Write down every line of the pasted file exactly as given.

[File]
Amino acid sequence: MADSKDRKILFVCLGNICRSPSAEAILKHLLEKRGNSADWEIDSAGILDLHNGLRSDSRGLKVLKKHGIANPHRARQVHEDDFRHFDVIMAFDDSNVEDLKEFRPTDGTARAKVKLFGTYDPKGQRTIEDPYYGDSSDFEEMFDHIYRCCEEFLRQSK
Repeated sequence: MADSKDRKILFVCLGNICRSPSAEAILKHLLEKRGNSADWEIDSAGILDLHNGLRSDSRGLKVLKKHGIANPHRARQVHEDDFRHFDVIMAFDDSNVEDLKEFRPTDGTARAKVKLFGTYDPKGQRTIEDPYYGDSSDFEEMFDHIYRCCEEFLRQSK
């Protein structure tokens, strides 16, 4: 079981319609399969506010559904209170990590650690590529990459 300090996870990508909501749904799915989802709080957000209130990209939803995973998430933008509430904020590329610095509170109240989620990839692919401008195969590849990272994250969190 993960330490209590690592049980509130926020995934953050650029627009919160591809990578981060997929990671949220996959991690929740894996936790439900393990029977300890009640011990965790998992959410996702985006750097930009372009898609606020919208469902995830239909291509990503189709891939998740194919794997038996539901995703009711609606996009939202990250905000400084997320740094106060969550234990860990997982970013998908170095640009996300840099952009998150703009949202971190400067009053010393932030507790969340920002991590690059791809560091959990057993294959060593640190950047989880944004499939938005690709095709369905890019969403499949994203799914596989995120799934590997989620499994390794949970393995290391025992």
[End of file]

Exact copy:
Amino acid sequence: MADSKDRKILFVCLGNICRSPSAEAILKHLLEKRGNSADWEIDSAGILDLHNGLRSDSRGLKVLKKHGIANPHRARQVHEDDFRHFDVIMAFDDSNVEDLKEFRPTDGTARAKVKLFGTYDPKGQRTIEDPYYGDSSDFEEMFDHIYRCCEEFLRQSK
Repeated sequence: MADSKDRKILFVCLGNICRSPSAEAILKHLLEKRGNSADWEIDSAGILDLHNGLRSDSRGLKVLKKHGIANPHRARQVHEDDFRHFDVIMAFDDSNVEDLKEFRPTDGTARAKVKLFGTYDPKGQRTIEDPYYGDSSDFEEMFDHIYRCCEEFLRQSK
């Protein structure tokens, strides 16, 4: 079981319609399969506010559904209170990590650690590529990459 300090996870990508909501749904799915989802709080957000209130990209939803995973998430933008509430904020590329610095509170109240989620990839692919401008195969590849990272994250969190 993960330490209590690592049980509130926020995934953050650029627009919160591809990578981060997929990671949220996959991690929740894996936790439900393990029977300890009640011990965790998992959410996702985006750097930009372009898609606020919208469902995830239909291509990503189709891939998740194919794997038996539901995703009711609606996009939202990250905000400084997320740094106060969550234990860990997982970013998908170095640009996300840099952009998150703009949202971190400067009053010393932030507790969340920002991590690059791809560091959990057993294959060593640190950047989880944004499939938005690709095709369905890019969403499949994203799914596989995120799934590997989620499994390794949970393995290391025992």